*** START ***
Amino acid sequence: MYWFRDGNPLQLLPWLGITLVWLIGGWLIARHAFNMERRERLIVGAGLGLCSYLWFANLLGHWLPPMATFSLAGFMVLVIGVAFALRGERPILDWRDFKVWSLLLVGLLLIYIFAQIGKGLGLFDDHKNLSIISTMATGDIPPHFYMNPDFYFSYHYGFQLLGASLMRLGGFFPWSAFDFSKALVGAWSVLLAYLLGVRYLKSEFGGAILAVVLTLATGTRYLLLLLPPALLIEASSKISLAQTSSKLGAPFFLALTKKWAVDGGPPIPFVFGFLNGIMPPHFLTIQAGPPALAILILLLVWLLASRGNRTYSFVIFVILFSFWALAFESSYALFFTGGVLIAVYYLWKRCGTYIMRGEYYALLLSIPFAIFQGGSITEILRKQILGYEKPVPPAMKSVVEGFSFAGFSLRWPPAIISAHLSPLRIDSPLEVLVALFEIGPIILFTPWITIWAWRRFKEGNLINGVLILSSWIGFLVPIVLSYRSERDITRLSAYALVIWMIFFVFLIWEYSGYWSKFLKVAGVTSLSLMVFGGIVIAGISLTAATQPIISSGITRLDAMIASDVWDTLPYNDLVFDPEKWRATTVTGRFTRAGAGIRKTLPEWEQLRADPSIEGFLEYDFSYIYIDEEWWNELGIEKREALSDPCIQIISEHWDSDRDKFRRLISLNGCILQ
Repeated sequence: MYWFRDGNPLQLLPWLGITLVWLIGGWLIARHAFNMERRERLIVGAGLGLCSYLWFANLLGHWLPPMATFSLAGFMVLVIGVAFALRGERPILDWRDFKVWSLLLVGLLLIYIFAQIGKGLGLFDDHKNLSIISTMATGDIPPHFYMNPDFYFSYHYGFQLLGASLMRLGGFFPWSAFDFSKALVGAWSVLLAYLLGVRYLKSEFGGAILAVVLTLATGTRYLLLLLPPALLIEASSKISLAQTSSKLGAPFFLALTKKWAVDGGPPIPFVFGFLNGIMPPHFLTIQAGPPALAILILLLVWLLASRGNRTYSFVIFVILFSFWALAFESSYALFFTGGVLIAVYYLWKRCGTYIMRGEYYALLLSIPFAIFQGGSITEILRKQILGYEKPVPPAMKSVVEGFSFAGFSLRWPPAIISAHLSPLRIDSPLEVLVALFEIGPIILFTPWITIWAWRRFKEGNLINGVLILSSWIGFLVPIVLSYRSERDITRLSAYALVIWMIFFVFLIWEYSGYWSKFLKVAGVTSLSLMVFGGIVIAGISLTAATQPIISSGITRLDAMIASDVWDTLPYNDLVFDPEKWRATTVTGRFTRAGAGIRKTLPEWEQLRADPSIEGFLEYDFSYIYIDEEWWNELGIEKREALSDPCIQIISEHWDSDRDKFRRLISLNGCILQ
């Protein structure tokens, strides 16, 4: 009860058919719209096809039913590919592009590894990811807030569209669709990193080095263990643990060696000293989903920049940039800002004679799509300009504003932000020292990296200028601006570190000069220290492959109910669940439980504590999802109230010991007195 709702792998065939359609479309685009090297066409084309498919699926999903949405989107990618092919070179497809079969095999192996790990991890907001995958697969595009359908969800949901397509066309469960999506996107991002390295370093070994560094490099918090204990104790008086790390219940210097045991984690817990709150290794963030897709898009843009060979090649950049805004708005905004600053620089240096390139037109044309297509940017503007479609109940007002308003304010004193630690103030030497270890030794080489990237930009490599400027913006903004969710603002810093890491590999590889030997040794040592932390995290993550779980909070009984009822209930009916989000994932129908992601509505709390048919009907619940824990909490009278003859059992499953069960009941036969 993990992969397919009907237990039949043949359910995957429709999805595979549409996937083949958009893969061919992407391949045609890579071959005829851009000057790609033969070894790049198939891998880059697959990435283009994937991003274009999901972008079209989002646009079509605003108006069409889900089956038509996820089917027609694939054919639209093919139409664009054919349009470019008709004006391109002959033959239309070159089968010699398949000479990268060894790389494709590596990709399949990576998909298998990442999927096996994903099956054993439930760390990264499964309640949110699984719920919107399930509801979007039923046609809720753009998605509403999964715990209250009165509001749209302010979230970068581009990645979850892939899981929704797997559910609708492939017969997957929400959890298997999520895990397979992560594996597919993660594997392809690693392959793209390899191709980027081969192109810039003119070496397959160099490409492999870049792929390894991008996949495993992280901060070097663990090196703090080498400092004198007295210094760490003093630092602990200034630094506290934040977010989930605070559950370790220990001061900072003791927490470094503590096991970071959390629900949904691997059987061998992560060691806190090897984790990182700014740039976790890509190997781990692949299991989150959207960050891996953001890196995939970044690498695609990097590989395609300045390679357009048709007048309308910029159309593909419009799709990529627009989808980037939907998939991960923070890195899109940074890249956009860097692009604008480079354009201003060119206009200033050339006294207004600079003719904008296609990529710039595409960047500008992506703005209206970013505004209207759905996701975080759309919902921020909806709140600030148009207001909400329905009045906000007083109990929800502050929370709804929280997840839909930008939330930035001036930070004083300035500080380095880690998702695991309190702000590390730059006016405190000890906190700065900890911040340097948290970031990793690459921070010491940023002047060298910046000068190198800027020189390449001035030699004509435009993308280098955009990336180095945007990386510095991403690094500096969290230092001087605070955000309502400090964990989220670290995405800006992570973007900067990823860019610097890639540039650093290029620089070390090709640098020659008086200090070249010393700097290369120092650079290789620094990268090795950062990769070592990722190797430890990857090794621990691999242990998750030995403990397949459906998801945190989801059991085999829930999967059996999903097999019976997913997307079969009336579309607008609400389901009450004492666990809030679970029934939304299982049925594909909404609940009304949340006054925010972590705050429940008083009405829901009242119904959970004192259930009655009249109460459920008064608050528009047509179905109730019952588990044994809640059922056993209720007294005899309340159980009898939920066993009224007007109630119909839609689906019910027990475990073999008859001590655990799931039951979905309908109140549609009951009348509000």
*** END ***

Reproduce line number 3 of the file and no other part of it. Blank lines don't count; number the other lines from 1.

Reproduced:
């Protein structure tokens, strides 16, 4: 009860058919719209096809039913590919592009590894990811807030569209669709990193080095263990643990060696000293989903920049940039800002004679799509300009504003932000020292990296200028601006570190000069220290492959109910669940439980504590999802109230010991007195 709702792998065939359609479309685009090297066409084309498919699926999903949405989107990618092919070179497809079969095999192996790990991890907001995958697969595009359908969800949901397509066309469960999506996107991002390295370093070994560094490099918090204990104790008086790390219940210097045991984690817990709150290794963030897709898009843009060979090649950049805004708005905004600053620089240096390139037109044309297509940017503007479609109940007002308003304010004193630690103030030497270890030794080489990237930009490599400027913006903004969710603002810093890491590999590889030997040794040592932390995290993550779980909070009984009822209930009916989000994932129908992601509505709390048919009907619940824990909490009278003859059992499953069960009941036969 993990992969397919009907237990039949043949359910995957429709999805595979549409996937083949958009893969061919992407391949045609890579071959005829851009000057790609033969070894790049198939891998880059697959990435283009994937991003274009999901972008079209989002646009079509605003108006069409889900089956038509996820089917027609694939054919639209093919139409664009054919349009470019008709004006391109002959033959239309070159089968010699398949000479990268060894790389494709590596990709399949990576998909298998990442999927096996994903099956054993439930760390990264499964309640949110699984719920919107399930509801979007039923046609809720753009998605509403999964715990209250009165509001749209302010979230970068581009990645979850892939899981929704797997559910609708492939017969997957929400959890298997999520895990397979992560594996597919993660594997392809690693392959793209390899191709980027081969192109810039003119070496397959160099490409492999870049792929390894991008996949495993992280901060070097663990090196703090080498400092004198007295210094760490003093630092602990200034630094506290934040977010989930605070559950370790220990001061900072003791927490470094503590096991970071959390629900949904691997059987061998992560060691806190090897984790990182700014740039976790890509190997781990692949299991989150959207960050891996953001890196995939970044690498695609990097590989395609300045390679357009048709007048309308910029159309593909419009799709990529627009989808980037939907998939991960923070890195899109940074890249956009860097692009604008480079354009201003060119206009200033050339006294207004600079003719904008296609990529710039595409960047500008992506703005209206970013505004209207759905996701975080759309919902921020909806709140600030148009207001909400329905009045906000007083109990929800502050929370709804929280997840839909930008939330930035001036930070004083300035500080380095880690998702695991309190702000590390730059006016405190000890906190700065900890911040340097948290970031990793690459921070010491940023002047060298910046000068190198800027020189390449001035030699004509435009993308280098955009990336180095945007990386510095991403690094500096969290230092001087605070955000309502400090964990989220670290995405800006992570973007900067990823860019610097890639540039650093290029620089070390090709640098020659008086200090070249010393700097290369120092650079290789620094990268090795950062990769070592990722190797430890990857090794621990691999242990998750030995403990397949459906998801945190989801059991085999829930999967059996999903097999019976997913997307079969009336579309607008609400389901009450004492666990809030679970029934939304299982049925594909909404609940009304949340006054925010972590705050429940008083009405829901009242119904959970004192259930009655009249109460459920008064608050528009047509179905109730019952588990044994809640059922056993209720007294005899309340159980009898939920066993009224007007109630119909839609689906019910027990475990073999008859001590655990799931039951979905309908109140549609009951009348509000």